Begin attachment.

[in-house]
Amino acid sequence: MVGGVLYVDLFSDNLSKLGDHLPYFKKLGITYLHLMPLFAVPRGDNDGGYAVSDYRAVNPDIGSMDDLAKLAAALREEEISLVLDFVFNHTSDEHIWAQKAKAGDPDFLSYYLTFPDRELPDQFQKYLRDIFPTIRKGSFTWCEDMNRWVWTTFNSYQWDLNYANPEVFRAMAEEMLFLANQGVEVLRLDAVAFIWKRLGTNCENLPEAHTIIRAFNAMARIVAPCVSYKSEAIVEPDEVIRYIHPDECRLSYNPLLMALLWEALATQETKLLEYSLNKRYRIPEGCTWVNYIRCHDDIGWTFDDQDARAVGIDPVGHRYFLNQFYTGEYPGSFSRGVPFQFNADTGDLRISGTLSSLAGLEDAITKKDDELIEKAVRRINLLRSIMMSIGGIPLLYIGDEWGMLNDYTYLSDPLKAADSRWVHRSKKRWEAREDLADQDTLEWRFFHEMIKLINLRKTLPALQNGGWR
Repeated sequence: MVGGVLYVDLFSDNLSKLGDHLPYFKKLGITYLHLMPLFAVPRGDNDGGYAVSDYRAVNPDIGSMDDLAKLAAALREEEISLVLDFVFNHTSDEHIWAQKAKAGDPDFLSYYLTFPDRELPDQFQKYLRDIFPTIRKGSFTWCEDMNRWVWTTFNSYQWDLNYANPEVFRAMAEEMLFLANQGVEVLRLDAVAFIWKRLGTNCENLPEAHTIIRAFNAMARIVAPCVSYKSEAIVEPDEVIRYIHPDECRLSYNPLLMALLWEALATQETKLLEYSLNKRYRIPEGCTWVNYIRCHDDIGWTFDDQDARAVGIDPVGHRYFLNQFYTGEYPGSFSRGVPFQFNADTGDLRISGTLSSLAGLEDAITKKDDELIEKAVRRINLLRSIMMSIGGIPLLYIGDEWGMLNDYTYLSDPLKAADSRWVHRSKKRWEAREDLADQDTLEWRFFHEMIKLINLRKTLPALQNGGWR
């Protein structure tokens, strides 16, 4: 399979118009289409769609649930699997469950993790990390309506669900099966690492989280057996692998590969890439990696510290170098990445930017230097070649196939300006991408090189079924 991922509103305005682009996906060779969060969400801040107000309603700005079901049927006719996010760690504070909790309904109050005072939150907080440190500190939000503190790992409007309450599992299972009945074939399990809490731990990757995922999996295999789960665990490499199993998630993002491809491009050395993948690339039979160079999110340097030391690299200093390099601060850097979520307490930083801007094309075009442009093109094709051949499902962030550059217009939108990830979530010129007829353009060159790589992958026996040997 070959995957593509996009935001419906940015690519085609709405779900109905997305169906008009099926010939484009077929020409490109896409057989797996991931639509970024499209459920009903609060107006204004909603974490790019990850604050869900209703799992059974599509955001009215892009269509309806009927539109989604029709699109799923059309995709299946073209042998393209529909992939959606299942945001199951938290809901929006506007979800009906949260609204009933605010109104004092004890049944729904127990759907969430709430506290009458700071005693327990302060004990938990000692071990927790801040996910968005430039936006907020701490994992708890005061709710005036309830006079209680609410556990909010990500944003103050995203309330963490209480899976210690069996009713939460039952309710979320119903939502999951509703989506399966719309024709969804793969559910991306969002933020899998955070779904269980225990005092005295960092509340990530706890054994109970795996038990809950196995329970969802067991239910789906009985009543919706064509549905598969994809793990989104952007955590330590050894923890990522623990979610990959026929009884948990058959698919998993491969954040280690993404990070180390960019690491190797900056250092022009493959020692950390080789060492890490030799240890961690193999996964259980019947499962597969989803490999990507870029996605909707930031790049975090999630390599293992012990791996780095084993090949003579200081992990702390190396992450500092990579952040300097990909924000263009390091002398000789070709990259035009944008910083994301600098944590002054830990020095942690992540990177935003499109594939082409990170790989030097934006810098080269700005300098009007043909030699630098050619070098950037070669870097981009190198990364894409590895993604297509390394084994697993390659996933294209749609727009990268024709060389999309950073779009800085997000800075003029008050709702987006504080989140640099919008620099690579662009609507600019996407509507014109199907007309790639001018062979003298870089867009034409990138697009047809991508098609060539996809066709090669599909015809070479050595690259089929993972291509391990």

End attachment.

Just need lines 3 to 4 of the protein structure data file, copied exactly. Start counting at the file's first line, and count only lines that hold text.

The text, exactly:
Repeated sequence: MVGGVLYVDLFSDNLSKLGDHLPYFKKLGITYLHLMPLFAVPRGDNDGGYAVSDYRAVNPDIGSMDDLAKLAAALREEEISLVLDFVFNHTSDEHIWAQKAKAGDPDFLSYYLTFPDRELPDQFQKYLRDIFPTIRKGSFTWCEDMNRWVWTTFNSYQWDLNYANPEVFRAMAEEMLFLANQGVEVLRLDAVAFIWKRLGTNCENLPEAHTIIRAFNAMARIVAPCVSYKSEAIVEPDEVIRYIHPDECRLSYNPLLMALLWEALATQETKLLEYSLNKRYRIPEGCTWVNYIRCHDDIGWTFDDQDARAVGIDPVGHRYFLNQFYTGEYPGSFSRGVPFQFNADTGDLRISGTLSSLAGLEDAITKKDDELIEKAVRRINLLRSIMMSIGGIPLLYIGDEWGMLNDYTYLSDPLKAADSRWVHRSKKRWEAREDLADQDTLEWRFFHEMIKLINLRKTLPALQNGGWR
């Protein structure tokens, strides 16, 4: 399979118009289409769609649930699997469950993790990390309506669900099966690492989280057996692998590969890439990696510290170098990445930017230097070649196939300006991408090189079924 991922509103305005682009996906060779969060969400801040107000309603700005079901049927006719996010760690504070909790309904109050005072939150907080440190500190939000503190790992409007309450599992299972009945074939399990809490731990990757995922999996295999789960665990490499199993998630993002491809491009050395993948690339039979160079999110340097030391690299200093390099601060850097979520307490930083801007094309075009442009093109094709051949499902962030550059217009939108990830979530010129007829353009060159790589992958026996040997 070959995957593509996009935001419906940015690519085609709405779900109905997305169906008009099926010939484009077929020409490109896409057989797996991931639509970024499209459920009903609060107006204004909603974490790019990850604050869900209703799992059974599509955001009215892009269509309806009927539109989604029709699109799923059309995709299946073209042998393209529909992939959606299942945001199951938290809901929006506007979800009906949260609204009933605010109104004092004890049944729904127990759907969430709430506290009458700071005693327990302060004990938990000692071990927790801040996910968005430039936006907020701490994992708890005061709710005036309830006079209680609410556990909010990500944003103050995203309330963490209480899976210690069996009713939460039952309710979320119903939502999951509703989506399966719309024709969804793969559910991306969002933020899998955070779904269980225990005092005295960092509340990530706890054994109970795996038990809950196995329970969802067991239910789906009985009543919706064509549905598969994809793990989104952007955590330590050894923890990522623990979610990959026929009884948990058959698919998993491969954040280690993404990070180390960019690491190797900056250092022009493959020692950390080789060492890490030799240890961690193999996964259980019947499962597969989803490999990507870029996605909707930031790049975090999630390599293992012990791996780095084993090949003579200081992990702390190396992450500092990579952040300097990909924000263009390091002398000789070709990259035009944008910083994301600098944590002054830990020095942690992540990177935003499109594939082409990170790989030097934006810098080269700005300098009007043909030699630098050619070098950037070669870097981009190198990364894409590895993604297509390394084994697993390659996933294209749609727009990268024709060389999309950073779009800085997000800075003029008050709702987006504080989140640099919008620099690579662009609507600019996407509507014109199907007309790639001018062979003298870089867009034409990138697009047809991508098609060539996809066709090669599909015809070479050595690259089929993972291509391990």